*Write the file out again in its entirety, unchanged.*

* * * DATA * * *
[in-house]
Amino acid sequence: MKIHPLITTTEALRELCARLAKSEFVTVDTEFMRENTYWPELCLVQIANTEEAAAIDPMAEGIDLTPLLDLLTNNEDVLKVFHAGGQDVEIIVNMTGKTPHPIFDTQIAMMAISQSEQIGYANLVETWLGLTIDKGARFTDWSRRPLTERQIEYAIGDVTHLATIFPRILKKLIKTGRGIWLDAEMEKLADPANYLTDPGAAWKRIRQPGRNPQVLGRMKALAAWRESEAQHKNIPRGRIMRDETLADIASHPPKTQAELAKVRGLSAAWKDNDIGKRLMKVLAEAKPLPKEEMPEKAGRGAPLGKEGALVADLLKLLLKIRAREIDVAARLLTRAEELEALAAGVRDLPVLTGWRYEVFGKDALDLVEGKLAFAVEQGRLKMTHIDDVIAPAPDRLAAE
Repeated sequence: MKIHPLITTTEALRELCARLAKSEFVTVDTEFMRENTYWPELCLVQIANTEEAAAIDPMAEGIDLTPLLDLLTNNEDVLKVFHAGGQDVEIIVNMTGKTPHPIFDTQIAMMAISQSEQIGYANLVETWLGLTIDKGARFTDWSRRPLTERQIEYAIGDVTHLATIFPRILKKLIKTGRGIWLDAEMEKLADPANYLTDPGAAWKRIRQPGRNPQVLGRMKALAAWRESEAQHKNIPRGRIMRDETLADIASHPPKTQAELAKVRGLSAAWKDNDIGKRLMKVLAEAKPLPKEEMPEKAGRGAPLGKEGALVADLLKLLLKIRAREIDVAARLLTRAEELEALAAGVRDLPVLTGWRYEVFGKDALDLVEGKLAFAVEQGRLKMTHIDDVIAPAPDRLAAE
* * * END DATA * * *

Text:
[in-house]
Amino acid sequence: MKIHPLITTTEALRELCARLAKSEFVTVDTEFMRENTYWPELCLVQIANTEEAAAIDPMAEGIDLTPLLDLLTNNEDVLKVFHAGGQDVEIIVNMTGKTPHPIFDTQIAMMAISQSEQIGYANLVETWLGLTIDKGARFTDWSRRPLTERQIEYAIGDVTHLATIFPRILKKLIKTGRGIWLDAEMEKLADPANYLTDPGAAWKRIRQPGRNPQVLGRMKALAAWRESEAQHKNIPRGRIMRDETLADIASHPPKTQAELAKVRGLSAAWKDNDIGKRLMKVLAEAKPLPKEEMPEKAGRGAPLGKEGALVADLLKLLLKIRAREIDVAARLLTRAEELEALAAGVRDLPVLTGWRYEVFGKDALDLVEGKLAFAVEQGRLKMTHIDDVIAPAPDRLAAE
Repeated sequence: MKIHPLITTTEALRELCARLAKSEFVTVDTEFMRENTYWPELCLVQIANTEEAAAIDPMAEGIDLTPLLDLLTNNEDVLKVFHAGGQDVEIIVNMTGKTPHPIFDTQIAMMAISQSEQIGYANLVETWLGLTIDKGARFTDWSRRPLTERQIEYAIGDVTHLATIFPRILKKLIKTGRGIWLDAEMEKLADPANYLTDPGAAWKRIRQPGRNPQVLGRMKALAAWRESEAQHKNIPRGRIMRDETLADIASHPPKTQAELAKVRGLSAAWKDNDIGKRLMKVLAEAKPLPKEEMPEKAGRGAPLGKEGALVADLLKLLLKIRAREIDVAARLLTRAEELEALAAGVRDLPVLTGWRYEVFGKDALDLVEGKLAFAVEQGRLKMTHIDDVIAPAPDRLAAE